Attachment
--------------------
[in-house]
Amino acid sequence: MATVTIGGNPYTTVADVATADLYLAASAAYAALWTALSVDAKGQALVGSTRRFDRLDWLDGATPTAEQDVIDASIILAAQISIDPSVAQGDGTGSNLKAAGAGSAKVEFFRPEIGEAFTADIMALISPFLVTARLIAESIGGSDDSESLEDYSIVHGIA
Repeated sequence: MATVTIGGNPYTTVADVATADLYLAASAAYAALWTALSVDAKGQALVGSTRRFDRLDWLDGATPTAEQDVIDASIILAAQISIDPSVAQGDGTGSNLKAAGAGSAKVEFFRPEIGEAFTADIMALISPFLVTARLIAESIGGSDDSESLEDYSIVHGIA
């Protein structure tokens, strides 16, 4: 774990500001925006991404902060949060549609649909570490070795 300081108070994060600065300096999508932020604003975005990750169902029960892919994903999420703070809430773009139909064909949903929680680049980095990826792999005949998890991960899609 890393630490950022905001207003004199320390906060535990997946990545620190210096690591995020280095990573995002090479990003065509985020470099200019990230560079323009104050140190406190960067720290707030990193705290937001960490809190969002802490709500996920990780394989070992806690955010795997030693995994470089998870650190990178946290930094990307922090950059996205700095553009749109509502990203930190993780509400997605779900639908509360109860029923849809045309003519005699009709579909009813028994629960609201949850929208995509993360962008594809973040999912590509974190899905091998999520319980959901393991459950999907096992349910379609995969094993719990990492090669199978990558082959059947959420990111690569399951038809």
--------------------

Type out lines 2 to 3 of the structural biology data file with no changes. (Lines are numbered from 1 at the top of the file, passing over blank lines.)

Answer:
Amino acid sequence: MATVTIGGNPYTTVADVATADLYLAASAAYAALWTALSVDAKGQALVGSTRRFDRLDWLDGATPTAEQDVIDASIILAAQISIDPSVAQGDGTGSNLKAAGAGSAKVEFFRPEIGEAFTADIMALISPFLVTARLIAESIGGSDDSESLEDYSIVHGIA
Repeated sequence: MATVTIGGNPYTTVADVATADLYLAASAAYAALWTALSVDAKGQALVGSTRRFDRLDWLDGATPTAEQDVIDASIILAAQISIDPSVAQGDGTGSNLKAAGAGSAKVEFFRPEIGEAFTADIMALISPFLVTARLIAESIGGSDDSESLEDYSIVHGIA